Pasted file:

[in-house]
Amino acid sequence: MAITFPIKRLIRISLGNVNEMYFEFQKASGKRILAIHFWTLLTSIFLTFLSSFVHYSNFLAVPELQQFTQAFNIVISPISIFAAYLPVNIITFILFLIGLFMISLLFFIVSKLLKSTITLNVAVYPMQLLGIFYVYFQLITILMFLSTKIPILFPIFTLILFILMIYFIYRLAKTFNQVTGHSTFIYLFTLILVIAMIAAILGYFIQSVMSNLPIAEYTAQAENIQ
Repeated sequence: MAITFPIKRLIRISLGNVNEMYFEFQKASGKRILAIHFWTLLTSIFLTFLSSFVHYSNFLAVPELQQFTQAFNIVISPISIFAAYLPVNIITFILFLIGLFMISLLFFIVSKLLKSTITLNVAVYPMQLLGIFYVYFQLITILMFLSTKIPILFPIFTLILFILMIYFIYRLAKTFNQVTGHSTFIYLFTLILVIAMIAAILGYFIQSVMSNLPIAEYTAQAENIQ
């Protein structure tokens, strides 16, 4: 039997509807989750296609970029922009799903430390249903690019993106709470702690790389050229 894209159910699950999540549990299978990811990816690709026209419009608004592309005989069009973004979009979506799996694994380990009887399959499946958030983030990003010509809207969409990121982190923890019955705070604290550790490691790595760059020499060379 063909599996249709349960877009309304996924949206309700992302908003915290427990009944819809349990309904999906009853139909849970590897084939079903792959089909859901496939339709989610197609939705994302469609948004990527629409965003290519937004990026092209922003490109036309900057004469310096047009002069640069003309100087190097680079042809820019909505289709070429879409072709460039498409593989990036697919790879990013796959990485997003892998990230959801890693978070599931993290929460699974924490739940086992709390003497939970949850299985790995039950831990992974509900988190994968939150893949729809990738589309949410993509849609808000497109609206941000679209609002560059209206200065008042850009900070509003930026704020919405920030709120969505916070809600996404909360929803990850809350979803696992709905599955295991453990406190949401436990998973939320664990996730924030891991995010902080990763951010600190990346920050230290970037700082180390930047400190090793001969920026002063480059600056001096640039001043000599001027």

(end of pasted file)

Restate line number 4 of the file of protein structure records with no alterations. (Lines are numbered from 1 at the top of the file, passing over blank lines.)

């Protein structure tokens, strides 16, 4: 039997509807989750296609970029922009799903430390249903690019993106709470702690790389050229 894209159910699950999540549990299978990811990816690709026209419009608004592309005989069009973004979009979506799996694994380990009887399959499946958030983030990003010509809207969409990121982190923890019955705070604290550790490691790595760059020499060379 063909599996249709349960877009309304996924949206309700992302908003915290427990009944819809349990309904999906009853139909849970590897084939079903792959089909859901496939339709989610197609939705994302469609948004990527629409965003290519937004990026092209922003490109036309900057004469310096047009002069640069003309100087190097680079042809820019909505289709070429879409072709460039498409593989990036697919790879990013796959990485997003892998990230959801890693978070599931993290929460699974924490739940086992709390003497939970949850299985790995039950831990992974509900988190994968939150893949729809990738589309949410993509849609808000497109609206941000679209609002560059209206200065008042850009900070509003930026704020919405920030709120969505916070809600996404909360929803990850809350979803696992709905599955295991453990406190949401436990998973939320664990996730924030891991995010902080990763951010600190990346920050230290970037700082180390930047400190090793001969920026002063480059600056001096640039001043000599001027």